Network analyses of literature in recent years has provided a new lens through which fans and scholars examine literary characters and their relationships with each other. Earlier network graphs investigated the connectivity of literary classics like Shakespearean tragedies and Les Miserables and uncovered clusters and connections that were not obvious to the casual reader. More recently, student work in this area has branched out to explore the networks in the Marvel Comics Universe, Lords of the Rings, and Game of Thrones.
But I could not find a network graph of the godfather of all cultural phenomenons for Millenials and Gen Z, Harry Potter. It has a popular fictional universe that is comparable to the above and multigeneration-spanning appeal. It was and still is, immensely popular and influential. I suspect the prominence of the three central characters, Harry, Hermione, and Ron, gives a false impression that the Potter universe is less intricate than the Lord of the Rings or Game of Thrones, but I disagree.
I found a Node table of around 70 of the most prominent Harry Potter characters and an accompanying Edge table showing if they are enemies or allies from this GitHub repository. While the edges are unweighted, they are directional. I cleaned up the data by removing irrelevant columns.
Methodology & Visualization
To create this visualization, I imported the CSV files into Gephi. The first iteration of the visualization was not decipherable at all. After adding labels and exploring different layouts, it was much easier to interpret.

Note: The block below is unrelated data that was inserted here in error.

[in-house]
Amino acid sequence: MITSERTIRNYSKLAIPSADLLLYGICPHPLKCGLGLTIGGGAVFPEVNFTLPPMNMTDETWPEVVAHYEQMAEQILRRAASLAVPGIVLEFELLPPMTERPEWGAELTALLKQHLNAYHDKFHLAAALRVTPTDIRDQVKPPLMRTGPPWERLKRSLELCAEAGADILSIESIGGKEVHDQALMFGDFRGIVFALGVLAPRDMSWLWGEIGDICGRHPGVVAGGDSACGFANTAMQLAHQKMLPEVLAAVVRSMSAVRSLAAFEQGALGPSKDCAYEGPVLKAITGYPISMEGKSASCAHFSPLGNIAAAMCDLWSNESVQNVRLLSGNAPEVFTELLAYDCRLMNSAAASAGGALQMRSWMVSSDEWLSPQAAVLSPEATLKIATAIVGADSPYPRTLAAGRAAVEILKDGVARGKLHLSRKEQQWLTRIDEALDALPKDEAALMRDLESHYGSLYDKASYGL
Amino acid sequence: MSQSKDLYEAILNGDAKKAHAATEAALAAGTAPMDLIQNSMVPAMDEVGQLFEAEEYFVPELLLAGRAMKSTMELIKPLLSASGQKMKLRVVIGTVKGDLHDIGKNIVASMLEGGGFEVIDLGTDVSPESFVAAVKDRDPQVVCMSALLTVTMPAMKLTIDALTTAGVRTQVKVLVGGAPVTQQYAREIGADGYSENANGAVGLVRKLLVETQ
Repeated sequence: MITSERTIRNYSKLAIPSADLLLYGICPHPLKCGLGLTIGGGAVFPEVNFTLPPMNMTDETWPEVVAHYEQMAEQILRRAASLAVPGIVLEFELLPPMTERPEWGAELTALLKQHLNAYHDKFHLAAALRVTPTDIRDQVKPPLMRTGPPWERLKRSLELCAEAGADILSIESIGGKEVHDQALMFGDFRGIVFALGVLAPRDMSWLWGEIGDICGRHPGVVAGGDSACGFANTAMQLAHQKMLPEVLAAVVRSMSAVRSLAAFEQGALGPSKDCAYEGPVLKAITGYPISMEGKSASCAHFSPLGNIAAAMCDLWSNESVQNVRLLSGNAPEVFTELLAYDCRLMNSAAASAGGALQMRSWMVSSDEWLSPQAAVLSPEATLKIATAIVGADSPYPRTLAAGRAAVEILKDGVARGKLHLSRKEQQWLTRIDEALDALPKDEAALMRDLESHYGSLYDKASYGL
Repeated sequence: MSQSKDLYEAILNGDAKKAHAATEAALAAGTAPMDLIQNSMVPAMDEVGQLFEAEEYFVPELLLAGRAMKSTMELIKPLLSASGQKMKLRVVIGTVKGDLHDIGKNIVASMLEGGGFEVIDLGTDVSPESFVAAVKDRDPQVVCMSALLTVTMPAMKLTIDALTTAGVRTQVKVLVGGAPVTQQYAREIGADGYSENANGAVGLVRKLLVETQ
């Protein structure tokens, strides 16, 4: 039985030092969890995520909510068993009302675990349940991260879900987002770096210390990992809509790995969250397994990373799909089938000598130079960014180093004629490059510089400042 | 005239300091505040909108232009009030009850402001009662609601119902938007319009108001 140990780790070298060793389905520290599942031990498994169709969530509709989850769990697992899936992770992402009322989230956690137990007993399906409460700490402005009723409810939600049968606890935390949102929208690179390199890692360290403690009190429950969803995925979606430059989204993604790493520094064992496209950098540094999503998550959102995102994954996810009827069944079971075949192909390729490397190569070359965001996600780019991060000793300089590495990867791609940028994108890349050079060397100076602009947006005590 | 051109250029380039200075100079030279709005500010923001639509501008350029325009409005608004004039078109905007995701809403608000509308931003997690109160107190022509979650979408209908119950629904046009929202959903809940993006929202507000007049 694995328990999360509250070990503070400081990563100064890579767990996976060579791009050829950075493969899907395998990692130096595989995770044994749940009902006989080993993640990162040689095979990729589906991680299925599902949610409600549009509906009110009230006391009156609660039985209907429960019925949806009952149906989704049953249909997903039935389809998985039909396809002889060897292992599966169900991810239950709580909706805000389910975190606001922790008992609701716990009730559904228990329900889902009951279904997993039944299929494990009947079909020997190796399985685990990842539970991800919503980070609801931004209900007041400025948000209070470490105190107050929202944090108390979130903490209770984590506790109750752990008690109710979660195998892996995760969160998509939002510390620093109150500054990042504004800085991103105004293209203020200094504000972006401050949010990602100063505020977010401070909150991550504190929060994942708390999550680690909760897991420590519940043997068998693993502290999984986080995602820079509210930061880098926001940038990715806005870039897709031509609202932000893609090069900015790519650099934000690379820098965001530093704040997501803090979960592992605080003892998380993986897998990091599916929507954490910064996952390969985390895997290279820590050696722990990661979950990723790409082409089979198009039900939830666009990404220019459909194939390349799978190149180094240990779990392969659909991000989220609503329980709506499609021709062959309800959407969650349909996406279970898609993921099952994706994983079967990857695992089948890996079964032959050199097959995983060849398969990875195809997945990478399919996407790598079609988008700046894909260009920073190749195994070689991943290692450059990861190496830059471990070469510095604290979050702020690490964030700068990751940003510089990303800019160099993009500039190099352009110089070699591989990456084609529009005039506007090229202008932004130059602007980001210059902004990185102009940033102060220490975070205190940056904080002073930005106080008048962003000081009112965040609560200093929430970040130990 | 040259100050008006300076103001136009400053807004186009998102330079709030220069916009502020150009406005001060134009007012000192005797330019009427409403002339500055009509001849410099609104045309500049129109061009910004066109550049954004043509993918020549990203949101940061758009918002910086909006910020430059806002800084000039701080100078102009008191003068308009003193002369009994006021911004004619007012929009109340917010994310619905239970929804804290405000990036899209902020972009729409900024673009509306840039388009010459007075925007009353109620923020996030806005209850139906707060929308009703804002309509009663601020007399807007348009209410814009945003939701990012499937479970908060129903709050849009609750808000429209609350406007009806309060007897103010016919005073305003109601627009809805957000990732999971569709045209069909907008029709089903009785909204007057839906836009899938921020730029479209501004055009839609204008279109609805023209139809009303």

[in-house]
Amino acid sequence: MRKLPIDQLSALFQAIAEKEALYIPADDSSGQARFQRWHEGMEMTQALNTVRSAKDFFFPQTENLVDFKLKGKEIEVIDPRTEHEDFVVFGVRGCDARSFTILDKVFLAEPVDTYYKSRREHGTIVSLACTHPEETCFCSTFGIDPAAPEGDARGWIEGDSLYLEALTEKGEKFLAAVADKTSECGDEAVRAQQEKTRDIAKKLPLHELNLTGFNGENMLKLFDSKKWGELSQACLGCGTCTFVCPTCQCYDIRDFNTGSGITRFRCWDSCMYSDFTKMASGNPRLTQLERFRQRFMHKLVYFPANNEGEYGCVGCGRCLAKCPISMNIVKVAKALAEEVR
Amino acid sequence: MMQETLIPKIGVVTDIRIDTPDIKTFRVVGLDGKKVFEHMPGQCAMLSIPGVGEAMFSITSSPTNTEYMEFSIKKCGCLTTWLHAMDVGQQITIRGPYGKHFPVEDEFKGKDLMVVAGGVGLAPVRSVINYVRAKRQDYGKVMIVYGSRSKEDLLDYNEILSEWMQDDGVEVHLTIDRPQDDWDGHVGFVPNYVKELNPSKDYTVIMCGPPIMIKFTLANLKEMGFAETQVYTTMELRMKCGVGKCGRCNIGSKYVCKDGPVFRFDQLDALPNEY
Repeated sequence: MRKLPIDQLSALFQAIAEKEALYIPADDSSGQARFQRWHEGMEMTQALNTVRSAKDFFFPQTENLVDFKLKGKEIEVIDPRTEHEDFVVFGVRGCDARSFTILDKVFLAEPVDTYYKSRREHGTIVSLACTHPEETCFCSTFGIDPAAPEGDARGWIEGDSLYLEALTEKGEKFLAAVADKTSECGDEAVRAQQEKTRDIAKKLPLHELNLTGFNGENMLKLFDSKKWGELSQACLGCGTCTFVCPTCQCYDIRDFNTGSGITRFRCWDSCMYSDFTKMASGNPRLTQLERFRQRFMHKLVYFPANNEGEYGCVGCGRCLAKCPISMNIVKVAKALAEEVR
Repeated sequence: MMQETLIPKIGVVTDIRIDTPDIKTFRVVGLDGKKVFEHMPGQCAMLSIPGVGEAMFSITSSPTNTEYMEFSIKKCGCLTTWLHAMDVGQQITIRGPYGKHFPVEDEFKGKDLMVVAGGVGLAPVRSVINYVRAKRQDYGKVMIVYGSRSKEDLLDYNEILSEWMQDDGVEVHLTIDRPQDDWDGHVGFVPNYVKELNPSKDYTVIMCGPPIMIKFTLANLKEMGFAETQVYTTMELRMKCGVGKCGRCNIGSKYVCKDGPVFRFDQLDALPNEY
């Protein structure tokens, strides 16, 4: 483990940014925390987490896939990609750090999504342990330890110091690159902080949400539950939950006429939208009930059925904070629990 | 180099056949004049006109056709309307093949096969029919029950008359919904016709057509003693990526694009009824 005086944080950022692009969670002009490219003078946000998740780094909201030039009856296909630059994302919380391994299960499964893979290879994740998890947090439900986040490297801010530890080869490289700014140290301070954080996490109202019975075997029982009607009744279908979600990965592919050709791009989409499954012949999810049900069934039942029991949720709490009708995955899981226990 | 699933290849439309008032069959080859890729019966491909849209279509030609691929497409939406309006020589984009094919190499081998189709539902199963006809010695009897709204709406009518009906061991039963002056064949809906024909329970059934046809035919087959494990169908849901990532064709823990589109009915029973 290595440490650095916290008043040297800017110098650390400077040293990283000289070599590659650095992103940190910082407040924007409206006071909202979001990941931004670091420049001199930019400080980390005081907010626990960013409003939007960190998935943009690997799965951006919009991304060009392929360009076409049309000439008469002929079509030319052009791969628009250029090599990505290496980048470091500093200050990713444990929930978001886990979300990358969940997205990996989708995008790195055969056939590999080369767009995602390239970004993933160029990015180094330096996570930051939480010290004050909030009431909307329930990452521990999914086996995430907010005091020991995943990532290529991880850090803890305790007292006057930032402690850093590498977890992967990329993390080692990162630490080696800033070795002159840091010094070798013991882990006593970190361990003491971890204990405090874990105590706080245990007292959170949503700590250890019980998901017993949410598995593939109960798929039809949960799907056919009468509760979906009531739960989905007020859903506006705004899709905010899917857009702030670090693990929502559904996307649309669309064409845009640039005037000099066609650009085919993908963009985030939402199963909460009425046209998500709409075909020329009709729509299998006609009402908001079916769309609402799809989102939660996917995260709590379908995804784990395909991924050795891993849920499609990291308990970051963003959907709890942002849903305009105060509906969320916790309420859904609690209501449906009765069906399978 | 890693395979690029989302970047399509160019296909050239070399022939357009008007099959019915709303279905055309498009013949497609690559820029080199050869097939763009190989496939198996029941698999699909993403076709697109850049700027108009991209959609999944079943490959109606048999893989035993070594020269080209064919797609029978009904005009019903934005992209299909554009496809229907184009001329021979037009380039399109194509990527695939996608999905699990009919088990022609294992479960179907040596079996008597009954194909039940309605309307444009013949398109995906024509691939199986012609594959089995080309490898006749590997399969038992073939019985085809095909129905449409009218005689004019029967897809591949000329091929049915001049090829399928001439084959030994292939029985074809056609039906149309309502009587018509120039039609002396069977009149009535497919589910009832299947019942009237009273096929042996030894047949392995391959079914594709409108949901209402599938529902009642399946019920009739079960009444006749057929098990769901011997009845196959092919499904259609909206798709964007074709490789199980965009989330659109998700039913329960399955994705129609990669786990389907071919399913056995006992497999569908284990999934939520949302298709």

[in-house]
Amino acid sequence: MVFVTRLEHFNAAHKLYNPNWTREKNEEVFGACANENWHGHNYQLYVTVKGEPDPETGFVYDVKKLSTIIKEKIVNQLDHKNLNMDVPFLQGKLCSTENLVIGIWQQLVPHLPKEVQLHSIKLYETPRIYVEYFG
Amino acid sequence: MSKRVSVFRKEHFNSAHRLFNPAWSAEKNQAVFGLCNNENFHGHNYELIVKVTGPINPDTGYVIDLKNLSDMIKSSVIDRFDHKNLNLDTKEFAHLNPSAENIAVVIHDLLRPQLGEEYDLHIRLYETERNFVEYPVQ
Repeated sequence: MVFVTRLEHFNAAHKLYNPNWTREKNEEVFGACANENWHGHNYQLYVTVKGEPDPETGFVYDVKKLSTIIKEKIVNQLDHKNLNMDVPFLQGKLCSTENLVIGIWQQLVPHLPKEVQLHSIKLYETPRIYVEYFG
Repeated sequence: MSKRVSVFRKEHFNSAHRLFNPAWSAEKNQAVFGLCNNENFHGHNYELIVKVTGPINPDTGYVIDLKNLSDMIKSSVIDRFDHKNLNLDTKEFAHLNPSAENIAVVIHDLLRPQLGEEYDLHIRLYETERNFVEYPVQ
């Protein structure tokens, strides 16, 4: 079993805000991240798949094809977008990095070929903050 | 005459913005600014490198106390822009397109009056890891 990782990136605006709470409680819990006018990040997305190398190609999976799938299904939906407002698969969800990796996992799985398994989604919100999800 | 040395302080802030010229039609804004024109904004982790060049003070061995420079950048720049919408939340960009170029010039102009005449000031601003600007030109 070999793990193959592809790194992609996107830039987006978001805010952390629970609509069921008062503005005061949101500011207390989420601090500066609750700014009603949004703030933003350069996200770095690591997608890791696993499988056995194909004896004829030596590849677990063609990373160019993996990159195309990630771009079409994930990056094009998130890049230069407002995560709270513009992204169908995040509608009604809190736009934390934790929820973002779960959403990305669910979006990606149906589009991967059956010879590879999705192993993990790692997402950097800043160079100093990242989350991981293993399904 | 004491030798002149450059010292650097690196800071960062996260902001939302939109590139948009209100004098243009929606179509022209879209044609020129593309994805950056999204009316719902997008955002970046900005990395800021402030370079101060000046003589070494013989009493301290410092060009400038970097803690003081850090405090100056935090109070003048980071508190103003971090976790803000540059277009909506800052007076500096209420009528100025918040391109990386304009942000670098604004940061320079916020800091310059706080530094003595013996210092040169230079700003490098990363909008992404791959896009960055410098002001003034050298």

I then created clusters by running the Modularity function and, after minor adjustments, found five distinct groups that made narrative sense. The first iteration of my network visualization looks like this. I used the Fruchterman Reingold layout because I thought it created a cleaner layout. I also removed the directional arrows because I didn’t think they looked good.
But for the final version, I decided to use the Force Atlas 2 Layout and then use the Expansion layout. My initial gripe with Force Atlas 2 was that the characters were too close to each other and hard to see. But with Expansion, the Force Atlas 2 layout actually makes more narrative sense than the Fruchterman Reingold layout.
This project was delightful. I was inspired by the many network graphs of fictional works on this site. I believe the network graph I created is an accurate representation of the characters’ relationship with each other.
I think the allies and enemies aspect of the graph was not very successful because it didn’t change the shape of the network and was not well portrayed. I wonder if a weighted graph showing concurrence of the characters would have been more interesting.